The latest satellite technology, integrated with one of the oldest mass transportation methods, produces a premium travel experience—and opens an attractive market for ISPs.
Sleek, spacious, and increasingly capable of high-speed, trains are as popular as ever. In busy urban corridors, trains are increasingly in competition with airways for passengers. This is particularly true for short hops between urban areas—a train ride is comparable in time and cost to a plane ride. In these cases, deciding between these means of transport can hinge on passenger comfort. Always-on connectivity becomes an expectation rather than a luxury and the ability to provide this service becomes a key differentiator. Studies show that mobile and Internet connectivity is a factor for travelers considering which method of transport to take. In train travel, there are two areas where traditional cellular connectivity solutions fall short: rural routes that lack network coverage and high-speed rail (HSR) trains that move between cellular base stations faster than a cellular network can handle the location transitions.
Changing The Price Equation
Intercity train routes often pass through remote, uninhabited areas where laying out a cellular network is not practical. The high cost of installing cellular towers every few kilometers along the entire track, as well as the lengthy implementation schedule, makes this option unfeasible. What does work, however, is a satellite solution, which is impervious to these limitations. A low-profile train antenna continually points to the satellite, enabling a highly reliable, high-speed Internet connection. This solution is also ideal for serving high-speed trains, which cannot offer cellular connectivity. The speed of these trains prevents reliable handover between cellular base stations. Here, too, the only alternative is to rely on satellite connectivity.
While the price of satellite deployment may have served as a barrier to entry in the past, new high throughput satellite (HTS) technologies are lowering the cost of satellite links by an order of magnitude, making such cost-competitive with other technologies. The main reasons are the availability of additional bandwidth at a lower price and higher frequency space segments that reduce the antenna size, which, in turn, drive lower CAPEX costs. According to industry analysts, this trend is expected to continue well into the future.
The Market For High-Speed Trains: How Soon, How Real?
Today, HSR is primarily present in Europe and Asia Pacific, and while other regions are constructing or planning HSR, Europe and Asia Pacific remain the leaders in current capacity and in future usage. According to a Frost and Sullivan report, the amount of operative HSR track is expected to grow from 14,000 km in 2010 to 50,000 km by 2020. This represents a growth market for Internet connectivity, one which satellite communications is uniquely positioned to leverage.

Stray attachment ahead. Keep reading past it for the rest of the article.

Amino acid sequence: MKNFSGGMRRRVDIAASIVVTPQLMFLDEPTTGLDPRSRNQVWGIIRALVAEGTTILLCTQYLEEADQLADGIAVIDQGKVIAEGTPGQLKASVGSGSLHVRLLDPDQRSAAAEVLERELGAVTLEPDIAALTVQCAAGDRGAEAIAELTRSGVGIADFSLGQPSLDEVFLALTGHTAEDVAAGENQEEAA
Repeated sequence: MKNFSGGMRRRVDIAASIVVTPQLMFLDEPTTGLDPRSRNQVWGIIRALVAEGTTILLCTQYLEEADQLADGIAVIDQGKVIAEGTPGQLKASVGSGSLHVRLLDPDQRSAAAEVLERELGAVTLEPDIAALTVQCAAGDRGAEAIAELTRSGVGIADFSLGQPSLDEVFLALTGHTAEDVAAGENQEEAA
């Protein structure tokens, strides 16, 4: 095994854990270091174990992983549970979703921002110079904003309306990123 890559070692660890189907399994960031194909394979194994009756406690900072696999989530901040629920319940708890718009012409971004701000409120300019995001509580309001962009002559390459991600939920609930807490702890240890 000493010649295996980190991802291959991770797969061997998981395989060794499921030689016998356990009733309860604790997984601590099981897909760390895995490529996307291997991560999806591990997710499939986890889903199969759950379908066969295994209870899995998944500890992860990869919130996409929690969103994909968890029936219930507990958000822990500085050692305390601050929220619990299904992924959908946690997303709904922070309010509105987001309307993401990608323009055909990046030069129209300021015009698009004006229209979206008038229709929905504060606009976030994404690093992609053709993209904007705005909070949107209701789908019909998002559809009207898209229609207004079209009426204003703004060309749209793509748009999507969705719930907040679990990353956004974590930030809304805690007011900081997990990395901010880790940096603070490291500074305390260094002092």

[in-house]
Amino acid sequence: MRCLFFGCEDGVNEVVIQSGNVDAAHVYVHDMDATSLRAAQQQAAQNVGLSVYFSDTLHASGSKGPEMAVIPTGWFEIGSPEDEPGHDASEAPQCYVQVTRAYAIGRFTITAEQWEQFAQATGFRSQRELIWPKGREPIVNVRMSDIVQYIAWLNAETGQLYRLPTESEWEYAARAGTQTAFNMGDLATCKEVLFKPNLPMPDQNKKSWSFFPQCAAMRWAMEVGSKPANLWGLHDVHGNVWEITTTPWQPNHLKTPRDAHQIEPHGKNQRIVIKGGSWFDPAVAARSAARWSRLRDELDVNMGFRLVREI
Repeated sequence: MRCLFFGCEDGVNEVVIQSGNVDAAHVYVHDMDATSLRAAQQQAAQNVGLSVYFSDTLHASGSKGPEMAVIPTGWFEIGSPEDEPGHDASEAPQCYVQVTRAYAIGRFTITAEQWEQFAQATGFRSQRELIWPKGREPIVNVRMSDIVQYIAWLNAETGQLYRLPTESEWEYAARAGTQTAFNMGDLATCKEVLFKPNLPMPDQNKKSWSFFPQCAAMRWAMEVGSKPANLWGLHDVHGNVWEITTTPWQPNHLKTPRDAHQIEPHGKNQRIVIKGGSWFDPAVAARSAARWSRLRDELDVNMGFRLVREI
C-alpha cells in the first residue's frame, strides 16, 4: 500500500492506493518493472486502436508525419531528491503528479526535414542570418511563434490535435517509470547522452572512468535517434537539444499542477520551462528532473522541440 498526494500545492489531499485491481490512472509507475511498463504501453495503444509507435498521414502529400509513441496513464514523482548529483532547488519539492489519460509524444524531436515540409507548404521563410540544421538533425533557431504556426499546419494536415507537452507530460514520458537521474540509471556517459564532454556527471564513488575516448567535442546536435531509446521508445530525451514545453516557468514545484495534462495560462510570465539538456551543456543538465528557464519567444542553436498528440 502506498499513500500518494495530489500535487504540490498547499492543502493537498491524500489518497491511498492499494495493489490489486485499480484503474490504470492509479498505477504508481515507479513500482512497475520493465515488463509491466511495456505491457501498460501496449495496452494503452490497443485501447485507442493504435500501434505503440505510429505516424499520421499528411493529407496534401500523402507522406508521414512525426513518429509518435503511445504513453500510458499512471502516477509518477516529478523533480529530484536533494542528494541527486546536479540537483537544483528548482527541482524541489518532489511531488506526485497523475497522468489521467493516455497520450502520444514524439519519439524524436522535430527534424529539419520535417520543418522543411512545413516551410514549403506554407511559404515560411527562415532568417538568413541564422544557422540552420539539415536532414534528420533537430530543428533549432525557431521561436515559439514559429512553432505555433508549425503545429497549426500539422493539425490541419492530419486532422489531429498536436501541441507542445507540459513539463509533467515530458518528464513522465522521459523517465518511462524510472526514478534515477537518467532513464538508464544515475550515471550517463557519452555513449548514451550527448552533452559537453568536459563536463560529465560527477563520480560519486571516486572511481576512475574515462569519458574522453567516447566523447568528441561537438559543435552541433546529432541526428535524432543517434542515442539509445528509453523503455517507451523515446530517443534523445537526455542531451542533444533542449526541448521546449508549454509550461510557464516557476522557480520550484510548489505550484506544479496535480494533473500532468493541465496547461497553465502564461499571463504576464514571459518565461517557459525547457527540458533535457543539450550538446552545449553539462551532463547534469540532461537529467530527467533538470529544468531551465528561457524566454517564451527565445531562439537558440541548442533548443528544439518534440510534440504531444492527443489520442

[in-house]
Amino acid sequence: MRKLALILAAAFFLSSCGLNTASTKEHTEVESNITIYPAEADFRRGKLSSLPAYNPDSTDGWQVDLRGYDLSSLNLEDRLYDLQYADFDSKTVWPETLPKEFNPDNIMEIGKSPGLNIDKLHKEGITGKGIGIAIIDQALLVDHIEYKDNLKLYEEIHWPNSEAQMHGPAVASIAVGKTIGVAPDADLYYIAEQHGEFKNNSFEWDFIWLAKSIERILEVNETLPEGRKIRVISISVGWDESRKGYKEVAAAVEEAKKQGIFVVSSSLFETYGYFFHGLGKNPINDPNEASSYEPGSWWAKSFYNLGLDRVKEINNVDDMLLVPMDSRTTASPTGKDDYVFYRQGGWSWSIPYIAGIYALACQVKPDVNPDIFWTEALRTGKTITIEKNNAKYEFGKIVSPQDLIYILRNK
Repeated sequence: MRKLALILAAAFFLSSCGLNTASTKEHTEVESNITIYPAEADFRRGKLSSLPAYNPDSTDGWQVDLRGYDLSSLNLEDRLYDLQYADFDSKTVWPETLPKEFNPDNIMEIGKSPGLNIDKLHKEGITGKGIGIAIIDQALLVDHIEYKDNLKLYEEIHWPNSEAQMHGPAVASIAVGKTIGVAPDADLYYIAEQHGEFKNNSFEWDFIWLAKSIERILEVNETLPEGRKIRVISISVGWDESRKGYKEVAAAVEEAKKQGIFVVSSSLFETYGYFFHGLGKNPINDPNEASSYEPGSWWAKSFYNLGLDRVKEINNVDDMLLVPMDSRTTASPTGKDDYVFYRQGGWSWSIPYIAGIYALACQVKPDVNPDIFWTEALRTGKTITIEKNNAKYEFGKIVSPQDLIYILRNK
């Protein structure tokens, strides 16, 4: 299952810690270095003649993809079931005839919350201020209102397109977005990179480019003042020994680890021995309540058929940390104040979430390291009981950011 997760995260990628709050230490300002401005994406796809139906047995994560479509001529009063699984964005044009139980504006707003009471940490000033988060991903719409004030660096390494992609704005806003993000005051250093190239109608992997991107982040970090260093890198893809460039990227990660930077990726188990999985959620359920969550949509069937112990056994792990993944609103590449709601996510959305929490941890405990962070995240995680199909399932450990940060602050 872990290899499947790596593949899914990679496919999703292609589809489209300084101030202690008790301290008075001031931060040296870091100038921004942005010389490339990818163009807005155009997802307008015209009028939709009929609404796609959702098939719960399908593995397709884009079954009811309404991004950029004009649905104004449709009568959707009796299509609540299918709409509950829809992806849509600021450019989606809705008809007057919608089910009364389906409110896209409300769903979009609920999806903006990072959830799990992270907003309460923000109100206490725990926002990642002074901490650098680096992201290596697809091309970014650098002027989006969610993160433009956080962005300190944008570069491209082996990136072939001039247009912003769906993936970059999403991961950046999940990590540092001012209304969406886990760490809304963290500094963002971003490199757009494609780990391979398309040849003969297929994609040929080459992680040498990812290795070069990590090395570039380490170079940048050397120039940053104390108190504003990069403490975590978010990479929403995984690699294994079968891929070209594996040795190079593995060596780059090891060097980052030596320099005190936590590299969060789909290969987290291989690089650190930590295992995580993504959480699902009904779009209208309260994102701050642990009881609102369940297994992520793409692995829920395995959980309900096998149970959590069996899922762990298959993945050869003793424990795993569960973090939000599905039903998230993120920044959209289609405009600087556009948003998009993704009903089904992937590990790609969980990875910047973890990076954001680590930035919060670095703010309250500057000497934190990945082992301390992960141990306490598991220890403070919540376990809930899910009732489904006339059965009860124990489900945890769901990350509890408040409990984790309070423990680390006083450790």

Governments are interested in using HSR to dramatically reduce travel time. For example, a recently announced Russian HSR project will connect Moscow with Kazan, Russia’s eighth-most populous city, in 3.5 hours, instead of the current 13 hours. In Turkey, HSR initiatives are in varying stages of completion. In Brazil, a planned HSR between Rio de Janeiro and Sao Paulo (511 km) will provide service in 80 minutes, as opposed to a six hour bus ride that is currently the only ground alternative. In short, this emerging market represents an enticing opportunity for Internet service providers to increase revenue.
Access From Every Train Car
The pending rollout of HSR lines has train operators looking ahead for an on-the-move connectivity solution that meets the unique requirements and constraints of high-speed train travel. Gilat Satellite Networks offers a comprehensive solution for all passenger communication needs.
Each car within the train is equipped with a femto cell and offers one access node for WiFi and a second node for a cellular connection. All access nodes are interconnected between the cabins and aggregate to the modem located within the locomotive car. From this point, a Ka- or Ku-band antenna establishes an Internet connection between the train and the satellite hub, which also connects to an MNO’s cellular gateway.
An obstacle inherent in SATCOM is the inevitable delay that limits throughput and performance. However, Gilat’s patent-pending embedded acceleration techniques compensate for that delay, maintaining a user experience that is indistinguishable from terrestrial solutions, offering full capacity throughput on handheld devices.
Gilat provides an end-to-end solution, from planning through implementation. From installing access nodes and satellite terminals, to equipment installation at ISP or cell operator premises, Gilat takes full responsibility for the network, freeing satellite ISPs from working outside their sphere of expertise and the worry as to whether or not their satellite link is optimized. With 24x7 NOC service, Gilat tends to every aspect of network management. With low-profile antennas, market-leading VSATs and extensive industry experience, Gilat is ideally suited to lead ISPs into the exciting and emerging train connectivity market.
For satellite ISPs, the selling proposition is clear: a chance to offer mobile network operators a complementary solution that expands their network to any destination a train can reach. For this market, timing is crucial. The broadband connectivity train is just about to leave the station. For more information about Gilat’s mobility solutions, please visit http://www.gilat.com/mobility
Doreet Oren (firstname.lastname@example.org) is Director of Product Marketing for Gilat Satellite Networks. In this role Oren is responsible for defining product positioning, messaging and go-to-market strategies and is responsible for market research and analyst relations.